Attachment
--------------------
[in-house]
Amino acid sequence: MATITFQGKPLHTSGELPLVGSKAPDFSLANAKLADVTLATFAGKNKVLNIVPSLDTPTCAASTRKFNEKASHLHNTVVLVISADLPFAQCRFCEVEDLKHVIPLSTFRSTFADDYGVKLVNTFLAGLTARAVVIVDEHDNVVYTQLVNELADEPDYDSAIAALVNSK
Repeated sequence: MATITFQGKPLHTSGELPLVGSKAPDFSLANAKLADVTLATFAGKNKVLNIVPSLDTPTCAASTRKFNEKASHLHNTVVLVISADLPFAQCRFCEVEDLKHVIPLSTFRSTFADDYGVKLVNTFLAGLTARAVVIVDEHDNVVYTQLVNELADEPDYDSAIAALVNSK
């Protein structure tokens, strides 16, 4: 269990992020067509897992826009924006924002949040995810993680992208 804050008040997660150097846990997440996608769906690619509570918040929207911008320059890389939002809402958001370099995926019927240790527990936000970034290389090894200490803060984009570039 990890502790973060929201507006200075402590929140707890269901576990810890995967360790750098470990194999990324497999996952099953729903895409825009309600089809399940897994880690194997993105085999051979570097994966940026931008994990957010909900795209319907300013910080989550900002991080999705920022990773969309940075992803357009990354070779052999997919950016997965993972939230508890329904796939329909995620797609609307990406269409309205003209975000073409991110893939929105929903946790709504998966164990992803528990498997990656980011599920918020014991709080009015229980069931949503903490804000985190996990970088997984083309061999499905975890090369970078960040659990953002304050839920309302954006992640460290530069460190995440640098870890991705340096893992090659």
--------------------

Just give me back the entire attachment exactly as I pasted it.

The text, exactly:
[in-house]
Amino acid sequence: MATITFQGKPLHTSGELPLVGSKAPDFSLANAKLADVTLATFAGKNKVLNIVPSLDTPTCAASTRKFNEKASHLHNTVVLVISADLPFAQCRFCEVEDLKHVIPLSTFRSTFADDYGVKLVNTFLAGLTARAVVIVDEHDNVVYTQLVNELADEPDYDSAIAALVNSK
Repeated sequence: MATITFQGKPLHTSGELPLVGSKAPDFSLANAKLADVTLATFAGKNKVLNIVPSLDTPTCAASTRKFNEKASHLHNTVVLVISADLPFAQCRFCEVEDLKHVIPLSTFRSTFADDYGVKLVNTFLAGLTARAVVIVDEHDNVVYTQLVNELADEPDYDSAIAALVNSK
């Protein structure tokens, strides 16, 4: 269990992020067509897992826009924006924002949040995810993680992208 804050008040997660150097846990997440996608769906690619509570918040929207911008320059890389939002809402958001370099995926019927240790527990936000970034290389090894200490803060984009570039 990890502790973060929201507006200075402590929140707890269901576990810890995967360790750098470990194999990324497999996952099953729903895409825009309600089809399940897994880690194997993105085999051979570097994966940026931008994990957010909900795209319907300013910080989550900002991080999705920022990773969309940075992803357009990354070779052999997919950016997965993972939230508890329904796939329909995620797609609307990406269409309205003209975000073409991110893939929105929903946790709504998966164990992803528990498997990656980011599920918020014991709080009015229980069931949503903490804000985190996990970088997984083309061999499905975890090369970078960040659990953002304050839920309302954006992640460290530069460190995440640098870890991705340096893992090659």